Head of the class: David “Coach’ Williams marks half a century as a teacher
By Lisa Singleton-Rickman | Living 50 Plus
FLORENCE — When David “Coach” Williams stepped inside his classroom on the first day of school in August at Mars Hill Bible School, he surveyed the scene with a little different perspective from all the years past.
This year marks Williams’s 50th and final year of teaching at the school that he calls his second home.
“A couple of years ago I decided to go ahead and teach to year 50 as that just seemed like a good stopping point. I’ve joked that I just don’t want to get in a rut,” he said.
“I have other plans and things I need to do while I can still do them. Afterall, I am 72 years old though the only time I realize that is when I look in the mirror.”
Williams’s affiliation with the school goes even further back, all the way to 1957 when he was a first grader there. He attended all 12 years of school at Mars Hill.
He admits that he got his teaching degree in college “because i couldn’t think of anything else.”
A master’s degree followed.
A lifelong lover of the outdoors, he initially considered going to Colorado to work as a ranch hand. His options here at home, at the time, were the Reynolds Aluminum plant or Ford.
Because he needed a job, he decided to give teaching a try.
He said he never intended to be a long-term school teacher.
“Life just fell in place for me as I went along,” he said. “Nothing in my life has worked out the way I thought it would, but everything has worked out much better than I ever expected.”
Both his children graduated from Mars Hill and his wife, Linda, is a long-time librarian there.
Williams spent 17 years coaching varsity boys basketball with stints as cross country, and track and field coaching along the way.
Having not coached since 1997, the name “Coach” stuck and he said it’s ironic because his students now weren’t yet born when he last coached.
His sole focus for more than two decades has been in the classroom, teaching his beloved U.S. history to mostly sophomores and juniors.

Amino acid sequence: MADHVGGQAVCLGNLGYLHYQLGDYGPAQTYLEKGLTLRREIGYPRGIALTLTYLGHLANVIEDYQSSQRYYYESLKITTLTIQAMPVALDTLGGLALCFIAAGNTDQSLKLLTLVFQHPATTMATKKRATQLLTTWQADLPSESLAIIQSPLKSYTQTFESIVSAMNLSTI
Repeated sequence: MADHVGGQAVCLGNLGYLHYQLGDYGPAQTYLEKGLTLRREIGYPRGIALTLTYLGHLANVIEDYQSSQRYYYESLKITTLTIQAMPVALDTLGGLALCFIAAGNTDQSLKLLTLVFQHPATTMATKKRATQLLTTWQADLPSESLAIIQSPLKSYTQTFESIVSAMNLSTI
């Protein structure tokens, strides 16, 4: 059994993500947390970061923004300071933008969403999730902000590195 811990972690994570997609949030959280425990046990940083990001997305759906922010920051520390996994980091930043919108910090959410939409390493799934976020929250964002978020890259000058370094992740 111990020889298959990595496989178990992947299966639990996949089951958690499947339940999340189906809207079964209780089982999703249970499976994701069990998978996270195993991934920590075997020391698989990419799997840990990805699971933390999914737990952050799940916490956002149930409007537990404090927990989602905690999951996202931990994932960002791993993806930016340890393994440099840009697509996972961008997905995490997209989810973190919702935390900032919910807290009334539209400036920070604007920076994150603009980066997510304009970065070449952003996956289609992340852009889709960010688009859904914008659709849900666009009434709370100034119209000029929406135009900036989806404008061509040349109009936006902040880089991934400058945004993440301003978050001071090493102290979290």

His goal is to produce happy memories with his students and he’s perfected the art of it through annual projects like his “How to eat an Oreo” and his Charles A. Lindbergh Memorial Paper Airplane Flying contest.
Masterful at incorporating history into various hands-on projects, Williams has held Wild West days where students learned about Dutch oven cooking over open fires, target shooting, period weaponry with muzzleloaders and bows and arrows, and life on long cattle drives.
In studying Native American life, his classes have even made canoes.
“The students will dress up on our western day and we learn about skills the people had back then, even do sing-alongs around a campfire,” he said.
He said the telltale signs of his longevity at the school are more apparent now as he’s teaching many children of his former students.
He’s well aware of the record he’s setting, though that was never his intention.
“When you’re in a situation like I’m in, surrounded by bright students and wonderful co-workers, it’s easy to just keep going with the years clicking by,” Williams said. “This is a place where everybody cares for everybody else and it’s been a major blessing in my life.”
The school’s principal of 15 years, Dexter Rutherford, said Williams will forever be spoken of in the same breath as Mars Hill Bible School.
“He’s absolutely legendary and it’s astounding to think of all the lives he’s touched,” Rutherford said. “He’s the classic example of someone never working a day in his life because he so loves what he does.”
Rutherford said while Williams is certainly a Mars Hill icon, he’s also seen all the changes in education.
“When you’ve been teaching 50 years you’d think it would be old hat, but he’s always planning and changing and genuinely enjoying his students,” Rutherford said.
One of the memories with Williams that’s most etched in Rutherford’s mind came about soon after Rutherford arrived at Mars Hill.
“As a school, we were transitioning into greater school safety and I didn’t yet know all the activities Coach Williams did with his students,” he said. “One day, we started hearing loud explosions and ran outside and he was firing off his muskets with his students. The SRO and I about had a heart attack. We’ve laughed about that a lot.”
In his last year, Williams said he’s going to make the most of it, enjoying his students and his work family.
“I may not have started out thinking I was going to be here 50 years, but now that I have, I’m going to continue to count every day on this campus as the gift it is.”